The Year of Moving Forward

The Year of Moving Forward
At our 4 person wedding reception in DC

Tuesday, July 31, 2007

Dems Take Control...and Candidate's Faith

There are polls and lists and surveys…everybody tries to find ways to compartmentalize people or rate people, and when it comes to politicians, there is no exception.

So last week’s list of the Most Beautiful People on Capitol Hill just adds more floof to the political arena. I mean, we all know that a good looking candidate has a better chance of being elected than an, er, ugly one (we won’t talk about my loss in the city council race here). But back to the list. I was a little disappointed that the list includes staffers as well as elected officials. Who cares? I was hoping that there were at least 50 elected officials considered attractive enough to make such a list, but no.

But of interest, Democrats far outnumber Republicans on the list. Part of that may be that there are many more Democrats in Washington now to choose from. Or, maybe the compilers of the list had a difficult time seeing underlying attractiveness through the ugly policy that Republicans cling to.

Anyway, the Most Beautiful person is Representative Brad Ellsworth of Indiana, and the next elected official on the list is number 4 Nancy Pelosi, both Democrats, of course. Many people had lots to say about a 67 year old grandmother being the best looking woman in congress, most of which I won’t repeat here. In fact all of which I won’t repeat here.

So Democrats control the House and the Senate, and now the Most Beautiful list (both male and female). What more can we ask for? How about the White House?

But when it comes to presidential candidates people aren’t comparing their looks much except to discuss Hillary’s cleavage or Romney’s hair (Boston Globe), neither of which impress me, but they are talking about faith. Seventeen presidential candidates’ (including Fred Thompson and excluding Mike Gravel) religious affiliations are listed in today’s Birmingham News . Catholics (7 total, 4 democrats, 3 republicans) far outnumber the rest, with Baptist coming in second (4 republicans). In addition, there are 2 Methodists (Dems), 1 each of Church of Christ (Dem), Episcopalian (Repub), Presbyterian (Repub), and Mormon (Repub).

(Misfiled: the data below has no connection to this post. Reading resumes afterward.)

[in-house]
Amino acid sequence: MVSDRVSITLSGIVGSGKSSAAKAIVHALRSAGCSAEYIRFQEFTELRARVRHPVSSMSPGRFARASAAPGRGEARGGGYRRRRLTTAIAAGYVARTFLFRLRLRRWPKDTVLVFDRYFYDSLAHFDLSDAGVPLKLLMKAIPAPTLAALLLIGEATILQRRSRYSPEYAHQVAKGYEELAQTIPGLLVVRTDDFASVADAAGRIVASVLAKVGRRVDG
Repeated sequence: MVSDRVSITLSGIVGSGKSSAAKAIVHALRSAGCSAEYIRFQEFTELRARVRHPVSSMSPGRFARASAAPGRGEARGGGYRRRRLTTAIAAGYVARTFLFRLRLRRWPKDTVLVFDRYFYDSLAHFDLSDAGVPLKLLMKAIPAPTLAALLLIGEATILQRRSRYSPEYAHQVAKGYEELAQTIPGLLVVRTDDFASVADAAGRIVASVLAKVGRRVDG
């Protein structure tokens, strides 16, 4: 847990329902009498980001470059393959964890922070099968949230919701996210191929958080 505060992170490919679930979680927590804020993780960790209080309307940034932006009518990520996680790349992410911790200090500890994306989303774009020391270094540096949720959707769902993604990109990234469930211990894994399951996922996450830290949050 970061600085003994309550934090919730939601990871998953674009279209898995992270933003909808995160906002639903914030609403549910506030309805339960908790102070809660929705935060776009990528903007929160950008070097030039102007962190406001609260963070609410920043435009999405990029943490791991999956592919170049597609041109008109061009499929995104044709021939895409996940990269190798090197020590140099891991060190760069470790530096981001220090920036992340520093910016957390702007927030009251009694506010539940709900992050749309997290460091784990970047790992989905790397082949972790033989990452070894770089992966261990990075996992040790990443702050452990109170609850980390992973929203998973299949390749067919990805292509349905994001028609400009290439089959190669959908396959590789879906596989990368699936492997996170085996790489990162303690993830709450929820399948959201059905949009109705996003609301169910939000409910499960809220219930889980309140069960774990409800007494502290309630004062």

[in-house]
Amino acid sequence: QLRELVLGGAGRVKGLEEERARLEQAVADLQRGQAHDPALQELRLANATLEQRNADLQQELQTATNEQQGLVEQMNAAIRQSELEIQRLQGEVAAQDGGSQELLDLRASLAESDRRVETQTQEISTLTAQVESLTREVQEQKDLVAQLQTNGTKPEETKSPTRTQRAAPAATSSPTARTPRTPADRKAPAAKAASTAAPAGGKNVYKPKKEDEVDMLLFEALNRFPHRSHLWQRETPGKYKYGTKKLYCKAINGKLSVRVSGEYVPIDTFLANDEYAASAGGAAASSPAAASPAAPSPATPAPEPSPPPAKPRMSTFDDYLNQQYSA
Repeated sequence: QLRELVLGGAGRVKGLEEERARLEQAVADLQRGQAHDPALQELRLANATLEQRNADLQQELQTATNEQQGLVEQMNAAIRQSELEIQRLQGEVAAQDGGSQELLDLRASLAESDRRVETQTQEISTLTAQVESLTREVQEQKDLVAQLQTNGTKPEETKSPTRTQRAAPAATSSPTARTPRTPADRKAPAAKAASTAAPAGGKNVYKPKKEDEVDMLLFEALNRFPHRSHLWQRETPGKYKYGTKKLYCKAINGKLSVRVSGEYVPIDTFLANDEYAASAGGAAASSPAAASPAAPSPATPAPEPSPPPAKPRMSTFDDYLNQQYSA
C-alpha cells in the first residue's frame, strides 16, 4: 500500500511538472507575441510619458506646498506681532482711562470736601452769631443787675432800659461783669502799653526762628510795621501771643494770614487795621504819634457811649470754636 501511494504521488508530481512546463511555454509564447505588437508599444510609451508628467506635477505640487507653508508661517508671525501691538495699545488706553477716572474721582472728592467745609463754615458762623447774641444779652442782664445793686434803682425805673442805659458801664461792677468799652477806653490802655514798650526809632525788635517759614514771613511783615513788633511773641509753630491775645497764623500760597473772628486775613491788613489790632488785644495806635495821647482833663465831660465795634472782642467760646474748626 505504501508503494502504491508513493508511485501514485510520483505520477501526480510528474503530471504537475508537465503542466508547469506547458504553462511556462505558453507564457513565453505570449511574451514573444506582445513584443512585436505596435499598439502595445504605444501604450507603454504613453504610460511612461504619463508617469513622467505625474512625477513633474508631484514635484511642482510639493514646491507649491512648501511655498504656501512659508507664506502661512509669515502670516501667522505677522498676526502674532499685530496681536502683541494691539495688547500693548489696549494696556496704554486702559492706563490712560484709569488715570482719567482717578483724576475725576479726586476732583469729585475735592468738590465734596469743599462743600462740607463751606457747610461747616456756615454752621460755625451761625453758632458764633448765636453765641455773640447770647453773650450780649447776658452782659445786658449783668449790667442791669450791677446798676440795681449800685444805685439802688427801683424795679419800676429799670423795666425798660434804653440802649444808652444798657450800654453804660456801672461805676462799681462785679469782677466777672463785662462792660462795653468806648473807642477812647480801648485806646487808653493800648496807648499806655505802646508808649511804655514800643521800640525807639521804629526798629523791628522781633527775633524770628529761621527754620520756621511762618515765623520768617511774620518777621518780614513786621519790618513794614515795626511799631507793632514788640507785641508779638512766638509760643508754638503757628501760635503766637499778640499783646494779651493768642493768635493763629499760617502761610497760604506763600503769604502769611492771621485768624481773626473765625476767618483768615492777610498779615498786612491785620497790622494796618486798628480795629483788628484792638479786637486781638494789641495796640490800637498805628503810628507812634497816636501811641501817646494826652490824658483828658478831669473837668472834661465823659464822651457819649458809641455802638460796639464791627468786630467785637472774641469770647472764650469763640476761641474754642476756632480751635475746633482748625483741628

I am not at all surprised that all the Baptist candidates are Republican. But I would have thought that Catholics would be more likely to fall on the Republican side with the Baptists. And I would have thought the Presbyterians and Episcopalians would land on the Democrat’s side. Not the candidates, of course, just the denominations, which are a little bit progressive.

This just goes to show that religious affiliation is no great predictor of party affiliation among candidates, and among voters the same is true. Even among Baptists, there are voters who are so disgusted with the republican leadership and who are realizing that things such as the environment are important so are more likely to vote democratic than they were in the past. Even in Alabama, where the democratic candidate could carry the state for the fist time in decades. It could happen! Just wait.

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